A catalogue of Western manuscripts at the Bodleian Libraries and selected Oxford colleges

Christ Church MS. 154

George Cavendish, Life of Thomas Wolsey; England, s. xvi/s. xvii


Language(s): Middle English

fol. 1–172r
Rubric: The Prologue
Incipit: It seemeth noe wisdome to creditt every light Tale
Explicit: fol. 2r] promocons and Riches [last nine lines of page blank]
Rubric: [fol. 2v] The life and deathe of Thomas Wolsey late Cardinall written by George Cavendish his gent. vsher.
Incipit: Truth it is, this Cardinall Wolsey was an honest poore mans sonne
Explicit: [fol. 172r] shall spend and confirme it. Finis.
George Cavendish, The Life and Death of Cardinal Wolsey

Most recently edited from the author’s holograph manuscript, BL, MS Egerton 2402, by R. S. Sylvester [EETS, original series, 243] (Oxford, 1959), with our copy listed as no. 15 of the thirty-one secondary manuscripts (284). To Sylvester’s list, seven more extant copies have been added by A. S. G. Edwards, ‘Unrecorded Manuscripts of George Cavendish’s Life of Wolsey’, Notes and Queries, 56 (2009), 512–13.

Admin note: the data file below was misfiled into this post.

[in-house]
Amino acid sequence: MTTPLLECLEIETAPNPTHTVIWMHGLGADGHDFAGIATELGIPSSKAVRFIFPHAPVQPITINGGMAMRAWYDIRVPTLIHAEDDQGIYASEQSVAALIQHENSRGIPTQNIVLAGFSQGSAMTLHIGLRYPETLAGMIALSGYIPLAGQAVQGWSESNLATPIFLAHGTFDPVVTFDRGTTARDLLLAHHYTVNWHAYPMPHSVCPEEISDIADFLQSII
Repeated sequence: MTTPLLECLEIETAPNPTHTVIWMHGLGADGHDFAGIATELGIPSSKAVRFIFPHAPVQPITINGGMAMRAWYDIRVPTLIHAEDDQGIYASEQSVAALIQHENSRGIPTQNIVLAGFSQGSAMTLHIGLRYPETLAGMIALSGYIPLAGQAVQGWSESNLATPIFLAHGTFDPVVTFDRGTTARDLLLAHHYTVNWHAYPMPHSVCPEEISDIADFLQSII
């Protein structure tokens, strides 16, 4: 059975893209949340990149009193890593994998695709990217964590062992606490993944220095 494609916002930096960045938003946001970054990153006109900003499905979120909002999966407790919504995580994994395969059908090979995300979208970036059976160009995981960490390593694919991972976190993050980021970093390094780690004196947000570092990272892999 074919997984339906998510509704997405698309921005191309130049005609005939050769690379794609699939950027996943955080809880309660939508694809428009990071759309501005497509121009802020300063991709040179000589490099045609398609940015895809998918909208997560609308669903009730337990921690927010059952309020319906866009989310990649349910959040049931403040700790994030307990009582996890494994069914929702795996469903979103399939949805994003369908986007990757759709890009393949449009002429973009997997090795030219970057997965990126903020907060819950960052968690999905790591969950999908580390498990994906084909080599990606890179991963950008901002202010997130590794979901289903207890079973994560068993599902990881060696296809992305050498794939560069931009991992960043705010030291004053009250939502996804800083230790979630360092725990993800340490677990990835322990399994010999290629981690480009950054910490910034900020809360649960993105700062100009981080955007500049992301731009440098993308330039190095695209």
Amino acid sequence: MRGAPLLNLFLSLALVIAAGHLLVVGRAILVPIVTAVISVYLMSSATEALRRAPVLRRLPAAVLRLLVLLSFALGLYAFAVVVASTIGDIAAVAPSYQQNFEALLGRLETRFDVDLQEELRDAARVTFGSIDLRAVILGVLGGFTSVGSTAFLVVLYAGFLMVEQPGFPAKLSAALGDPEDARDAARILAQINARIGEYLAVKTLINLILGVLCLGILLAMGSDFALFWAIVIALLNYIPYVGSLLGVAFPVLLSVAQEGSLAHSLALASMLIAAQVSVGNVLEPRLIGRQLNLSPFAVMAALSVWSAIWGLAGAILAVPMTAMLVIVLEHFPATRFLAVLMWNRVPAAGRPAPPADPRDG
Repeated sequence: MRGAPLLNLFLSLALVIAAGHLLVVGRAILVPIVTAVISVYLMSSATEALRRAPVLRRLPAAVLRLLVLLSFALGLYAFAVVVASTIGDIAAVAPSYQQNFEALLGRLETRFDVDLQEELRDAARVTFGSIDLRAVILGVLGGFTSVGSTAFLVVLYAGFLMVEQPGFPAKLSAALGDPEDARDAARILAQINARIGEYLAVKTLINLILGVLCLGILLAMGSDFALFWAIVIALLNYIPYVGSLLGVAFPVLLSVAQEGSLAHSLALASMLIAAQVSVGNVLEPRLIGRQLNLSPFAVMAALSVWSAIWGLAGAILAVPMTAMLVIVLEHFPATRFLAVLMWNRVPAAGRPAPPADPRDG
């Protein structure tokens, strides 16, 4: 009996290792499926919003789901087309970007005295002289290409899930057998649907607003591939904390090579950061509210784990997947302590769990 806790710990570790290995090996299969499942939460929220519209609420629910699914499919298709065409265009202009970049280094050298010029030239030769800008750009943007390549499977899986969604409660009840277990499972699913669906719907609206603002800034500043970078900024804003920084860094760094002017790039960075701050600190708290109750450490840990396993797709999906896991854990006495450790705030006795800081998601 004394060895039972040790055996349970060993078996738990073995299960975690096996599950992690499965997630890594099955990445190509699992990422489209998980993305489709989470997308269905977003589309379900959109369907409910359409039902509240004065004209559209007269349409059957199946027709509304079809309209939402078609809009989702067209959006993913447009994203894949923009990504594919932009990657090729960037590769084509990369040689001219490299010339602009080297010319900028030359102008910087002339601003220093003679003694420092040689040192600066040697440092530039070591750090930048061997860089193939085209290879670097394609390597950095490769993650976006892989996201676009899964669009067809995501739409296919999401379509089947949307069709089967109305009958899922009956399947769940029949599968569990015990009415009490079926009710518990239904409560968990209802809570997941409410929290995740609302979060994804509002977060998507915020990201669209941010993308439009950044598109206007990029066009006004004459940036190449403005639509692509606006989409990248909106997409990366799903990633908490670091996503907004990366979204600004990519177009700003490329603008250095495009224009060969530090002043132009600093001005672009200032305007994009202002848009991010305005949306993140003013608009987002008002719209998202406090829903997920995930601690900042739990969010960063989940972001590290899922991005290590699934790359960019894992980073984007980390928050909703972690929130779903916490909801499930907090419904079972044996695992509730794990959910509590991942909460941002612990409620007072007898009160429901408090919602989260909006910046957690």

Physical Description

Secundo Folio: I might
Secundo Folio: Lord their (fol. 3)
Form: codex
Support: Paper (two stocks visible: coat-of-arms, with a rod of Basel above a hunting horn; one-handled pot surmounted by grapes and crescent)
Extent: Fols: 172
Dimensions (leaf): 283 × 175 mm.
Dimensions (written): 206/213 × 110/117 mm.


1–258 264 278. No quire signatures or catchwords for each quire, but a catchword at the bottom of each page.


26 long lines, presented evenly but seemingly with no ruling.


Written throughout in one calligraphic secretary script.


The manuscript lacks any illumination. The text is presented plainly, with sections marked by a space of one line and an incipit in ‘black-letter’ textualis.


Leather over millboards, s. xvii, sewn on five thongs. Simple gilded pattern on both boards, providing three rectangles with a fir-cone ornament pointing inwards on the innermost rectangle, and an eight-petalled flower pointing outwards on the middle rectangle. Signs of two cloth stubs near edge of the boards. Two nail-holes, 30mm apart, and some rubbing consonant with there having been a chain-staple at Watson’s position 4 (see provenance). Edges of leaves gilded. A ChCh bookplate pasted to the inside of the upper board.